Archive for December, 2013

Christmas Day is nearly here and Father Christmas is due to arrive in just over 12 hours, there is still plenty of time to make some home made Mince Pies to put out for him tonight, this is the recipe that I use; I will be making some this afternoon.

Mince Pies Med

Christmas Star Mince Pies


  • 16oz Plain Flour
  • 8oz Butter or Margarine
  • 1 Egg Yolk
  • 1 tbsp Water
  • 1 dessertspoon Lemon Juice
  • 1 jar Sweet Mincemeat 822g approx
  • Caster Sugar

What you need to do

  1. Rub the fat into the flour until it resembles breadcrumbs.
  2. Mix the egg yolk, water and lemon juice together and add to the flour mixture, if it is a bit sticky add some more flour or a bit crumbly a little more water, then gather the mixture into a ball.
  3. Roll out the pastry, cut out the bases with a round cutter, large enough to fit into your bun baking trays (I use shallow trays) and a pastry star for the top with a star shaped cutter.
  4. Place the round pastry bases in your bun trays, add a teaspoon of Mincemeat and top with a pastry star.
  5. Bake in the oven for 15-20 minutes at 180C.
  6. Remove from the oven and sprinkle with Caster Sugar.
  7. Leave to cool for 5 minutes before eating.

Makes approx 36 mince pies – enjoy.

We would like to wish you all a very Happy Christmas and a wonderful New Year from Gardening With Children and everyone at The Recycleworks.

Best Wishes


P.S. Don’t forget to feed the birds over Christmas

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Thank you to everyone that entered our October/November Competitions, we had lots of entries correctly identifying the fruits and vegetables in the cryptic questions and pictures, well done to you all, it just shows how much you know about the fruit and vegetables that you grow and eat.

The Schools Competition winner was Molly Potter from St Botolph’s C of E Primary School, Northfleet, Kent, they will receive a Wooden Raised Bed and module complete with accessories, this will be a perfect starter Raised Bed for their School Gardening Club.

Classic Wooden Raised Bed 90cm x 90cm

The Family Competition Winner was Matthew Lemin, Age 5, from Warminster and he will receive a

Raised Bed on Legs

photo 5
We hope that he enjoys growing lots of fruit, vegetables and flowers next year, it will make a lovely early Christmas present.
If you are stuck for Christmas presents for young gardeners and wildlife lovers click here for some great ideas, don’t be disappointed order as soon as you can they are all proving very popular.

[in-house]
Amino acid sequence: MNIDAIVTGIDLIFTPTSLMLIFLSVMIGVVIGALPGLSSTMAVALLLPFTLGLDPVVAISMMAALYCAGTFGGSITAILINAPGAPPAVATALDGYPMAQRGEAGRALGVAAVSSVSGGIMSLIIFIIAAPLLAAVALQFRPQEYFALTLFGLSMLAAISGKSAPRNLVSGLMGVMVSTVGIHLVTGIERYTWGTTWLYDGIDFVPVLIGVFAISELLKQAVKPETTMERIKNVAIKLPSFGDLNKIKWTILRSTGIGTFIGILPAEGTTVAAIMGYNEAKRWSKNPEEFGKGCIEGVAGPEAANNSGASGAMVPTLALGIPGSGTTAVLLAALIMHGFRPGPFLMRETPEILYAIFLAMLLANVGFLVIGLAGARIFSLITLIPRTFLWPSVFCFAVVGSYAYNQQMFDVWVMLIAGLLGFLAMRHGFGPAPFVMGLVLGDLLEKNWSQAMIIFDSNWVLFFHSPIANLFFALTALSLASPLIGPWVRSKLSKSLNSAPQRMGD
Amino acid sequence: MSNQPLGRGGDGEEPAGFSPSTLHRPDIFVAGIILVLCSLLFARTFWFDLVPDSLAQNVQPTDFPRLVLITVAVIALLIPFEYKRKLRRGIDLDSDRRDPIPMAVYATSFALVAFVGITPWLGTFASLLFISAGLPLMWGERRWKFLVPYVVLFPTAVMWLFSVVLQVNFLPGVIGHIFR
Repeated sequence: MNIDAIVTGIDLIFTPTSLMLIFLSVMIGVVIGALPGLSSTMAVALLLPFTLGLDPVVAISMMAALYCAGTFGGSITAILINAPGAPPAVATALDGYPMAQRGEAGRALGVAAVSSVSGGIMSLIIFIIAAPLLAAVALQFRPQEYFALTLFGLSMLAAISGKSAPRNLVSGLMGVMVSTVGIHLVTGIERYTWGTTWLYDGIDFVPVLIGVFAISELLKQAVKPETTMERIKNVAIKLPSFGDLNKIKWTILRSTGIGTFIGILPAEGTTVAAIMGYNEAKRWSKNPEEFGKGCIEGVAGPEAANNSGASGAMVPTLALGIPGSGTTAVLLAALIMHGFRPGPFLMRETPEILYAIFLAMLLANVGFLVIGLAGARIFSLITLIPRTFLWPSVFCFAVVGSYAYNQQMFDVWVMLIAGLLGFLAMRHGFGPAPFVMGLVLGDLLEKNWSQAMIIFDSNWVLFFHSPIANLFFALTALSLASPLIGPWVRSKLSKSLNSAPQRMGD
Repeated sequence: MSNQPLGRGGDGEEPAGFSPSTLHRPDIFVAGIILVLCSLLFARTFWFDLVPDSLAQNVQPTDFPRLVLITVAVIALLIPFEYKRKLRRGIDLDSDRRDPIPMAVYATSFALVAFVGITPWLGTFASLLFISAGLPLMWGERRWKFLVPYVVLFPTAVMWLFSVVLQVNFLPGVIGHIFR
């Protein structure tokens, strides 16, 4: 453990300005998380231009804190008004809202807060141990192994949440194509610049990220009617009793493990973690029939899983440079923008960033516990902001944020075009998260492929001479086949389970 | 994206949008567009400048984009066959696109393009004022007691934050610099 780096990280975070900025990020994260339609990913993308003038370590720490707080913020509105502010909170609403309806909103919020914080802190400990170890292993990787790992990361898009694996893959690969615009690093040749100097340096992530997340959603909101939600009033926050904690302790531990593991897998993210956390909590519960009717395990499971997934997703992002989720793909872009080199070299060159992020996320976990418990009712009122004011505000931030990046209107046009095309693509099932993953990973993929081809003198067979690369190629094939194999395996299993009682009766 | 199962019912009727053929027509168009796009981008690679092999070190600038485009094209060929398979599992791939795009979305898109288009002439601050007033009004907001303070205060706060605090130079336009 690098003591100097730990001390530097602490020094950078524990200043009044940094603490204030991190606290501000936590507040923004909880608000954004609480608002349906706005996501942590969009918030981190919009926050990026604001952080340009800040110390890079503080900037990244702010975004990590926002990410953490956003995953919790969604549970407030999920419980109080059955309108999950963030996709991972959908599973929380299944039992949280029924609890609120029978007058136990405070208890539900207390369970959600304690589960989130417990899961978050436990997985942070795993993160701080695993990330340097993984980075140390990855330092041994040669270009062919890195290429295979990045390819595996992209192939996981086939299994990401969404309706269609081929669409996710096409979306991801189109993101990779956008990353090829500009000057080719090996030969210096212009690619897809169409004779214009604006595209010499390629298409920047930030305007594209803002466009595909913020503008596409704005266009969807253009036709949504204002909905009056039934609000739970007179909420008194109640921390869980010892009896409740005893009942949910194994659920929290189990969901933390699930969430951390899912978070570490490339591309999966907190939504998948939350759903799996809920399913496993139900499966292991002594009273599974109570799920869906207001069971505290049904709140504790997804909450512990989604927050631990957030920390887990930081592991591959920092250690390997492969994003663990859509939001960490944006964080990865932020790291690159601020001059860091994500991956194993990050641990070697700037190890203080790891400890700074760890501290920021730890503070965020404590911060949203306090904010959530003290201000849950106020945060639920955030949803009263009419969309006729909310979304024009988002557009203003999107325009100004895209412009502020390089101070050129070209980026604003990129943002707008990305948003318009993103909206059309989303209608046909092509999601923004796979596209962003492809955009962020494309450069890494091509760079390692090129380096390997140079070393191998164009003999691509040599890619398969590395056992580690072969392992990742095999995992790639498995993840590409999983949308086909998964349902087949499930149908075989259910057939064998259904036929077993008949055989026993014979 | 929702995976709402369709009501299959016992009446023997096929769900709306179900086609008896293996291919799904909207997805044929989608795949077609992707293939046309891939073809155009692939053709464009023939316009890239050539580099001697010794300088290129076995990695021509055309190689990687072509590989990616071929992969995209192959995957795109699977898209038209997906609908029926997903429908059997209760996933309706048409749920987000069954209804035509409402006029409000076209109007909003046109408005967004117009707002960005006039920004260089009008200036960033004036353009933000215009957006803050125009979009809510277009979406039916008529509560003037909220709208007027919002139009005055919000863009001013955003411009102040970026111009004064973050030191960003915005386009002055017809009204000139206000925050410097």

This years top gift is the Hogitat an instant cosy and natural home for the hedgehogs in your garden.
The Hogitat Hedgehog House
Happy Shopping

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Holly, Ivy and Mistletoe are all plants that we associate with Christmas, but there is more to Mistletoe than you might think.

Mistletoe is very special as it does not grow in soil but grows on the branches of trees, it sends its roots under the bark taking nutrients from its host tree, it is often found on apple trees but it can also grow on Hawthorn, Lime, Poplar, Willow, Rowan, Quince and Whitebeam.

In European folklore Mistletoe was considered a mysterious, magical, and sacred plant, from the middle ages branches of Mistletoe were hung from ceilings to ward off evil spirits as well as over doors to prevent witches from entering. The appearance and growing habit of Mistletoe will have added to the fascination with this unique plant, its bare symmetrical branches, with a single symmetrical pair of smooth, long evergreen leaves at the tip and its glossy, pure white berries almost suspended amongst the tangle of branches which from a distance resemble a sphere.

How to grow your own Mistletoe

If you are buying Mistletoe at Christmas, choose the sprigs of Mistletoe that have ‘ripe’ plump white berries rather than unripe green or yellow ones.

Cut off the ends of the branches and place the sprigs in water on a cool, frost free windowsill until March/April.

Select a tree with branches at least 10cm in diameter, underneath the branches or under a branch joint carefully make a scratch in the bark, this will bring the seeds into contact with the tree, and then squash one of the berries into it, mark its position by tying a piece of string or wool around the branch with a label.

Many berries will drop off or be eaten, to ensure a good success rate sow at least twenty at a time, growth is slow and it will be the following spring before any leaves appear, for your new plants to produce berries you need to have a male and female plant, it will take about four or five years for the new plants to mature and produce berries.

If you have apple trees at school or at home you can ask each child to ‘plant’ a seed and put their name on the label with the date then they will (fingers crossed) be able to watch their own Mistletoe grow.

Have fun


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